Meninges

Meninges
Meninges

nerves in the spinal cord forms a tube that begins in the brain and extends the entire length of the vertebral column. this cord and the brain constitutes the central nervous system a complex and delicate structure which require multiple layers of protection. meninges help provide this protection in the form of a set of membranes that surround and support the spinal cord and brain. they are composed of three membranes called the pia mater arachnoid mater and dura mater.
outermost membrane the dura mater is the densest and thickest of the three and it is the most durable of the teams. it contains a network of blood vessels that helps supply blood to the other two teams in the meninges this membrane actually consists of two sub-layers :. the periosteal layer and inner meningeal layer in addition to providing protection for the nervous system and blood for the inner membrane surrounds the dura mater also protects dural sinuses. these are large channel-like structures that direct blood to the veins which returns it to the heart.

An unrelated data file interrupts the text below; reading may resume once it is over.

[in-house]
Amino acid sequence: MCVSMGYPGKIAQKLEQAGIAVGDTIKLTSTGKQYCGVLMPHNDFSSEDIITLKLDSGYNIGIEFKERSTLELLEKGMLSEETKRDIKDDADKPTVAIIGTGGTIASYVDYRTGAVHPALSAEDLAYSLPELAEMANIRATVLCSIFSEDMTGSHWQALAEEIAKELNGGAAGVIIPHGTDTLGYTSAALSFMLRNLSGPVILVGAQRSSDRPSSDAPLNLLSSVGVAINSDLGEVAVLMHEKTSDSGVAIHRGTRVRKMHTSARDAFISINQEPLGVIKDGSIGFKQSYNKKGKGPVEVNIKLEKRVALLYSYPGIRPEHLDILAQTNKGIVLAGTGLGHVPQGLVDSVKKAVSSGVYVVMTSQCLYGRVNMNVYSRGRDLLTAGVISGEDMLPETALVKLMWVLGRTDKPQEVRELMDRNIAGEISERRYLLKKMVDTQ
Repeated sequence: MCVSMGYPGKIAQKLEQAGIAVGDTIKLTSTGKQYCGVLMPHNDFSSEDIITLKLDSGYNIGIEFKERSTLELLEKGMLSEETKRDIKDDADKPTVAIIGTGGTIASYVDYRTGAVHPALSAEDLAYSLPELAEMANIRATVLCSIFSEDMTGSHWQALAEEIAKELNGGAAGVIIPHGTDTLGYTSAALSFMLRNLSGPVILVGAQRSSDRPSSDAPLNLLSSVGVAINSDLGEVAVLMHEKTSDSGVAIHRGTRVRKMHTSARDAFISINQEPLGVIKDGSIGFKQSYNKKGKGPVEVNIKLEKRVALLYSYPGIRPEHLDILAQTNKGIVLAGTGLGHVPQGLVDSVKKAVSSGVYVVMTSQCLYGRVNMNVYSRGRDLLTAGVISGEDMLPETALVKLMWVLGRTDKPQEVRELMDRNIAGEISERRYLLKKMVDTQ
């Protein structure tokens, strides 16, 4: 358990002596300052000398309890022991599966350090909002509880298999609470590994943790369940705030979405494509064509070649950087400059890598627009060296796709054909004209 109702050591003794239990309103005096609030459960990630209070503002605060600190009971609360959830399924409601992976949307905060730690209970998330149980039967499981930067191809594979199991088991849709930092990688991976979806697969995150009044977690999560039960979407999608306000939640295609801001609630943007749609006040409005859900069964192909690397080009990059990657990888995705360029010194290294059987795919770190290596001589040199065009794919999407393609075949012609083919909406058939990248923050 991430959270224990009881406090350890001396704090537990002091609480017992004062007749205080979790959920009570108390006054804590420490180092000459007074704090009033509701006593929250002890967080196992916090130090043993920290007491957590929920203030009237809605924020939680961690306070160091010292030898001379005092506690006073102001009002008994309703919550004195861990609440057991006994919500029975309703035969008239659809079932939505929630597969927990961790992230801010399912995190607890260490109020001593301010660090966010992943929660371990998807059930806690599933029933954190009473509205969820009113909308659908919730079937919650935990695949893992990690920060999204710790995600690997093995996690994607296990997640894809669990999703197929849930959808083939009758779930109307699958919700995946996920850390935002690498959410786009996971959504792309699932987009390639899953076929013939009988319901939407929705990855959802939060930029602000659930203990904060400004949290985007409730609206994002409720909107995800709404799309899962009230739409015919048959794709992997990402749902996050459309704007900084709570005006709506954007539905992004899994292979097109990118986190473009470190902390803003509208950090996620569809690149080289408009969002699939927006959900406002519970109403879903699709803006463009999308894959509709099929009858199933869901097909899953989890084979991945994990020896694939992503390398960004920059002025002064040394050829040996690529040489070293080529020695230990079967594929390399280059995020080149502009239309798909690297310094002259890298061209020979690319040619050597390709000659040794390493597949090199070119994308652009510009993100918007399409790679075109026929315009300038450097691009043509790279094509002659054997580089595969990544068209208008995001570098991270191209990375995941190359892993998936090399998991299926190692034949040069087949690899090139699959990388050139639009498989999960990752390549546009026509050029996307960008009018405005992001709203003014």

Although the primary function of the meninges is to protect the central nervous system these membranes themselves are vulnerable to certain types of damage. Head injuries can cause bleeding of the vessels of the membrane layers potentially causing blood to pool between layers or above the surface of the brain. if adequate blood builds up around the brain it can cause brain damage due to increased intracranial pressure.
meninges are still vulnerable to an infection called meningitis. this is a bacterial or viral infection that causes inflammation of the membranes. In most cases bacterial infections are more dangerous than viral infections because the latter tend to last only a few days. bacterial infections however may persist much longer potentially causing seizures and other life-threatening symptoms. Antibiotics can effectively treat the infection but temporary or permanent side effects such as epilepsy deafness and cognitive disability may occur.

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